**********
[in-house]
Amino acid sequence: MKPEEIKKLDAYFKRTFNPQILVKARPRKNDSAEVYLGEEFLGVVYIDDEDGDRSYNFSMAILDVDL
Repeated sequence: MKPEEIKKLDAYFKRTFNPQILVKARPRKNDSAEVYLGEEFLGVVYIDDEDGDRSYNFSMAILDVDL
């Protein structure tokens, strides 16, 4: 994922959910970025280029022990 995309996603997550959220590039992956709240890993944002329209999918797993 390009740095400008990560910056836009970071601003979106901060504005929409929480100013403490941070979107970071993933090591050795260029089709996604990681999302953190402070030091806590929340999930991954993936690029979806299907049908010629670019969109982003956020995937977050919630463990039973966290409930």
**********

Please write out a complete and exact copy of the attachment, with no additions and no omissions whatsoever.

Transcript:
[in-house]
Amino acid sequence: MKPEEIKKLDAYFKRTFNPQILVKARPRKNDSAEVYLGEEFLGVVYIDDEDGDRSYNFSMAILDVDL
Repeated sequence: MKPEEIKKLDAYFKRTFNPQILVKARPRKNDSAEVYLGEEFLGVVYIDDEDGDRSYNFSMAILDVDL
């Protein structure tokens, strides 16, 4: 994922959910970025280029022990 995309996603997550959220590039992956709240890993944002329209999918797993 390009740095400008990560910056836009970071601003979106901060504005929409929480100013403490941070979107970071993933090591050795260029089709996604990681999302953190402070030091806590929340999930991954993936690029979806299907049908010629670019969109982003956020995937977050919630463990039973966290409930």